What will the future of Call-Net be?

The future direction of Toronto-based Call-Net Enterprises Inc. was thrown into doubt on June 15 when the firm announced it was in negotiations with Vancouver-based 360networks Inc. to sell fibre optic infrastructure in both Canada and the U.S. to 360.

At press time, both Call-Net and 360 were declining to elaborate on the June 15 announcement. But a pair of Canadian analysts offered opposing views on what the announced fibre sell-off signifies.

Iain Grant, managing director with the Brockville, Ont.-based Yankee Group in Canada said that Call-Net’s demise has been greatly exaggerated and that he sees no reason why the fibre sale will not go through. He said the fibre sale might seem like an extreme measure, but the Yankee Group is taking an optimistic view of what Call-Net is trying to do.

“I think they’ve got a number of assets that are desirable,” he said. “They still have a significant, although tarnished name in Sprint, [and] we see the Sprint brand being revitalized now that Sprint and WorldCom are not going together – that augers well for Sprint Canada.”

“On the second side they have a new focus on small and medium business which they’ve managed to take from 40,000 small and medium businesses, according to management, to 120,000 – a threefold increase. They’re stretching a lot more money out of the business sector than they have before. With most of the CLECs operating in that same business segment focusing on Toronto, that leaves the geography pretty well clear for Call-Net in the rest of the country.”

Grant sees the proposed fibre sale as a swapping of resources, where Call-Net’s international, cross-border fibre is more of a surplus than a benefit and by selling it the company will obtain some breathing space.

“We’re looking at 360 and at least Call-Net swapping one set of international fibre, which is surplus to Call-Net’s needs, for local [Canadian] fibre,” he said. “I don’t see it as impacting Call-Net at all, and 360 is quite properly focused on the market which is south of the 49 th Parallel, and that’s where 360networks is going to capitalize.”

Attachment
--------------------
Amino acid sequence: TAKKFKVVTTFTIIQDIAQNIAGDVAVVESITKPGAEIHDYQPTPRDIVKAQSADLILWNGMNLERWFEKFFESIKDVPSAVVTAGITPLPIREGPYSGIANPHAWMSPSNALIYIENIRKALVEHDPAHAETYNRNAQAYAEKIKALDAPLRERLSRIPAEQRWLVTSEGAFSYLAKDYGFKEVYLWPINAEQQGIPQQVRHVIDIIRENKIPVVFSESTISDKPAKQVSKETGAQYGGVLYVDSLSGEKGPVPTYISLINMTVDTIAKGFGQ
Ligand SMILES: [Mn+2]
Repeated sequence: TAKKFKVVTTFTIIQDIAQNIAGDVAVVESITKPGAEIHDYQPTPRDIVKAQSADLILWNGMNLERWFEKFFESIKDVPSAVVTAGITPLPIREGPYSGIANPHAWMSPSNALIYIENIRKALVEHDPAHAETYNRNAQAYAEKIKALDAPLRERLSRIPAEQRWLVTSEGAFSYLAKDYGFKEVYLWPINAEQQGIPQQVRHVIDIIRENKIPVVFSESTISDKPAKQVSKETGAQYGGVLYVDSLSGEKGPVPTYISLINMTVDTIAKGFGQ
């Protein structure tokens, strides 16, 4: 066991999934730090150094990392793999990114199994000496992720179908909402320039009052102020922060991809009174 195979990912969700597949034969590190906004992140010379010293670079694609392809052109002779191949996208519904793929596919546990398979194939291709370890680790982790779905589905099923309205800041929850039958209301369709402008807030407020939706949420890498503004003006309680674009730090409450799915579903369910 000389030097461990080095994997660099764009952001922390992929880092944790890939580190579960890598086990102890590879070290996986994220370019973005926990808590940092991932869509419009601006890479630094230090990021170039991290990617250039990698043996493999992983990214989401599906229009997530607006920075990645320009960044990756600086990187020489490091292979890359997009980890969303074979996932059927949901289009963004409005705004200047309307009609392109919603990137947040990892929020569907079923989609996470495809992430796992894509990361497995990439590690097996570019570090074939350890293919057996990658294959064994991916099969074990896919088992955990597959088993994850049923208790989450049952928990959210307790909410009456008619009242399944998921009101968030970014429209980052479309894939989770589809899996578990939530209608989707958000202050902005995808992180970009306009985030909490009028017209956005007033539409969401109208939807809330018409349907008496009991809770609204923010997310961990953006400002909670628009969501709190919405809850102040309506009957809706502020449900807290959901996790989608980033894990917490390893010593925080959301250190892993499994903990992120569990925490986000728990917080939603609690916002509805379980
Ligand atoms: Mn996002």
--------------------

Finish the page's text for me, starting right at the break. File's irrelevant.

But Jordan Worth, an analyst with Toronto-based IDC Canada Ltd., saw the proposed fibre sale as “a bad omen.”

“They’ve made some fairly fundamental errors in strategy,” he said, citing the long-distance wars and most recently a misstep by Call-Net trying to offer residential, local service, which they subsequently walked away from.

“They’re raising the price for local service for any residential customer they still have by six dollars a month in addition to the two dollars a month they raised it five or six months ago,” he said. “They’re trying to realize two optimum scenarios: By raising the price six dollars for residential customers they’re either going to make money on it or alternatively they’re going to disenfranchise their customers by forcing them back to Bell because of the high price.”

Worth characterized the potential fibre sale as Call-Net “trying to keep their head above water.

“Their prospects, frankly, look shaky,” he said. “They’re just trying to keep it going until they can either turn it around or make themselves look attractive enough for a possible purchase, but that’s pretty far-fetched under the current foreign ownership restrictions. I don’t know of anyone in Canada that would be willing to take on their debt.”

He added that Call-Net’s competitors will gain access to more fibre if the fibre sell-off goes ahead, and that the company will be “giving away a real valuable future resource in the hopes of surviving so they may fight another day. 360networks will just resell fibre to their customers or other carriers – they might lease it back to Sprint Canada. As long as they own the plant, they own the infrastructure, they’re thrilled.”

For more information on Call-Net, Sprint Canada or 360networks, visit their respective sites at




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